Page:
The C-terminal domain (CTD) of the largest subunit of RNA polymerase II (Pol II) is composed of tandem repeats of the heptapeptide Tyr1-Ser2-Pro3-Thr4-Ser5-Pro6-Ser7. The CTD of Pol II undergoes reversible phosphorylation during the transcription cycle, mainly at Ser2, Ser5, and Ser7. Dynamic changes in the phosphorylation patterns of the CTD are responsible for stage-specific recruitment of various factors involved in RNA processing, histone modification, and transcription elongation/termination. Human RNA polymerase II-associated protein 2 (RPAP2) was originally identified as a Pol II-associated protein and was subsequently shown to function as a novel Ser5-specific CTD phosphatase. Although a recent study suggested that RPAP2 is required for the efficient expression of small nuclear RNA genes, the role of RPAP2 in controlling the expression of protein-coding genes is unknown. Here, we demonstrate that the C-terminal region of RPAP2 interacts directly with the Pol II subunit Rpb6. Chromatin immunoprecipitation analyses of the MYC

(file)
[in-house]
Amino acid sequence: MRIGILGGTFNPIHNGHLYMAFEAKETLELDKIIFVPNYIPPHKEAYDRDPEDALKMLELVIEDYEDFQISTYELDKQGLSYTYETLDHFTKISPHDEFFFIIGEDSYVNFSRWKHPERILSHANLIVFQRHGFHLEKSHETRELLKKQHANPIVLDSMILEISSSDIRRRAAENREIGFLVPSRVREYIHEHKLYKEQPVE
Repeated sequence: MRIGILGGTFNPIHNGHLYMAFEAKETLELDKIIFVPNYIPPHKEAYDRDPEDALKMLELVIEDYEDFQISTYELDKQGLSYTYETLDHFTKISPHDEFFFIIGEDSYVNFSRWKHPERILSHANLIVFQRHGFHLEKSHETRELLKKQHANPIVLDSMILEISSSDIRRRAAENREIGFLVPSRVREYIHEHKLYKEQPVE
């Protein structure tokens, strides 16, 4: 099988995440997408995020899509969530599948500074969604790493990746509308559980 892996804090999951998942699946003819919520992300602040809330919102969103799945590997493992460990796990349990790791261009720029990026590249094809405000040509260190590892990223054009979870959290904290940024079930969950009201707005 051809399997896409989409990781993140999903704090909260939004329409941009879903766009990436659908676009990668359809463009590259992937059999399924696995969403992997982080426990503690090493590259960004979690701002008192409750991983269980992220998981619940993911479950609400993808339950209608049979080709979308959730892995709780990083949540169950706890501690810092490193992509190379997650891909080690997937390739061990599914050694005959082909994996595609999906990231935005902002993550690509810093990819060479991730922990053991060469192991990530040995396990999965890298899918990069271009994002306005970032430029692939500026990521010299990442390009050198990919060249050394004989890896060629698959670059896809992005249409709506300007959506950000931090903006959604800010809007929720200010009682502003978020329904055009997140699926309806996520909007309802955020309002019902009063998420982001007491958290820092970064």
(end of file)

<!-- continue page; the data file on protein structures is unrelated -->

protein-coding genes revealed that RPAP2 occupied the coding and 3' regions. Notably, siRNA-mediated knockdown of RPAP2 caused defects in 3'-end formation of the MYC
pre-mRNAs. These results suggest that RPAP2 controls Pol II activity through a direct interaction with Rpb6 and participates in pre-mRNA 3'-end formation.
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